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Time to review our Afghan foreign policy

By Saima Ali

According to famous American writer Sydney Sheldon, “To be successful you need friends and to be very successful you need enemies.” But what if these enemies are your immediate or next door neighbors? Obviously one cannot flourish or prosper peacefully if your neighbor sees you as your enemy or vice versa. In other words one can only make his/her life miserable by having stinging relations with neighbors.

A well built foreign policy is extremely significant in case of our neighboring countries. In international politics all nations have their own national interests, and there are no permanent enemies and friendships. Neighboring states can be a benefit or a nuisance, depending on the capability to identify one’s long-term interests for long lasting peace on its borders. This is how foreign, strategic and diplomatic polices are framed.

At present Pakistan has stressed and hard relations with all its neighbors except China which is our all weather friend but it is never wise to put all eggs in one basket. Our neighboring countries are no doubt now more antagonistic than allies. Pakistan has had very coarse relations with Afghanistan whereas India has always benefited from very pleasant relations with Afghanistan. The week-long clash between Pakistan and Afghanistan at Torkham border brought to the fore entrenched issues that persist to curse relations between the two South Asian neighbors.

Is this Indian well built foreign policy to cut off Pakistan regionally and globally or its America which is backing India in South Asian region to protect its own national interest and at the same time limiting mighty China influence? Or it is flimsy Pakistan’s strategic and foreign policies?

Certainly, vigorous Indian policy to cut off Pakistan in the region seems tough and secure. After 9/11 Afghanistan became valued friend to India, which directed it to run 24 consulates in Afghanistan, maintaining their indirect rivalry towards its hostile country Pakistan. India has been backing and sustaining Afghanistan in the fields of road and rail network, education, energy and the military since a decade. So Afghanistan will not allow any possible threats to India’s interests within its territory. The indo-US alliance and closeness of India and Afghanistan are complicating Pakistan’s quarrelsome western border areas.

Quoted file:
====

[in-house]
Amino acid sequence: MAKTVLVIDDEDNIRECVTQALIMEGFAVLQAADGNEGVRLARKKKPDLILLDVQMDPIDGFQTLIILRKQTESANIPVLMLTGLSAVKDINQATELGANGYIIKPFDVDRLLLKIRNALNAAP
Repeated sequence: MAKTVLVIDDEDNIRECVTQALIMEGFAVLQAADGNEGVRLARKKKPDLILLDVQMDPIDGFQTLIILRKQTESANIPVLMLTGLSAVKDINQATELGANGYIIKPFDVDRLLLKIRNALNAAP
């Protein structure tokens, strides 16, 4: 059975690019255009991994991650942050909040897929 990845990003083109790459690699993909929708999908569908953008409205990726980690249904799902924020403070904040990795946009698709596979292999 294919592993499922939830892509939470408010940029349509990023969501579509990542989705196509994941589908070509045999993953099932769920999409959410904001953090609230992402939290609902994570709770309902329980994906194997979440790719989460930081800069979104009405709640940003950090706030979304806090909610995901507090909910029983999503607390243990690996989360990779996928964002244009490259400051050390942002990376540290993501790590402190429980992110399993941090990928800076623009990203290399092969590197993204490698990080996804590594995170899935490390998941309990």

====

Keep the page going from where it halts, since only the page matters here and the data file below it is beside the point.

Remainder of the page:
Pakistan’s foreign policy appears powerless of developing its relations with Iran and Afghanistan to minimize any possible threat to CPEC as well as CASA1000. The nexus between Afghanistan, India and Iran is a threat not in political as well as strategic perspective. Pakistan fragile economy was rejoicing on its mega projects like CPEC, TAPI and CASA1000. Their joint support to Afghanistan to safeguard India’s trade route to Central Asia posed a clear and unrelenting threat to CPEC. Islamabad’s decision to fit a gate at the Torkham against the will of the Afghan government could bring about major harmful cost. Then what are Pakistan’s future policy plans for TAPI and CASA1000 from Central Asia via Afghanistan’s region?

At the same time we cannot leave Afghanistan’s slip-ups in this regard. We cannot blame Pakistan entirely.  Pakistan along China carried on their efforts in conveying Taliban for the negotiations but Afghanistan never has shown serious concern in being a collaborator for peace for strengthening security and counter-terrorism cooperation with Pakistan. As stated by Inter Services Public Relations (ISPR) DG Lt Gen Asim Saleem Bajwa in an interview with German broadcaster Deutsche Welle Urdu “The world abandoned Pakistan to handle, manage and face the terrorists in the region all by itself and the narrative that Pakistan has not done enough against terror as quite an injustice to Pakistan. I take it as discrimination against Pakistan.”

Pakistan is hosting three million Afghan refugees including 1.5 million undocumented ones Now many of these Afghans are being used by CIA, RAW and Afghan Intelligence and are responsible for all the terrorist attacks inside Pakistan. Pakistan’s foreign policy needs a noticeable strategic shift for domestic and regional peace. Pakistan should be successful to utilize the shared cultural, linguistic, economic religious and ethnic realities of its western borders, but at the same a stabilized and firm policy should be adhered. It is about time to control the border and restrict these drug trafficking and terrorist movements. Because of poor policies, different terrorist networks have thrived in Pakistan. Voluntary and dignified return of Afghan refugees by creating pull factors inside Afghanistan. Also there is need to answer with secure strategic guidelines to secure Pakistan’s situation in the region and accomplish the above mentioned mega projects. Any imprudent steps in the region will push Pakistan back into a state of deterioration and isolation.

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Saima Ali

Saima Ali is a Research Associate at Strategic Vision Institute and can be reached at saima@thesvi.org

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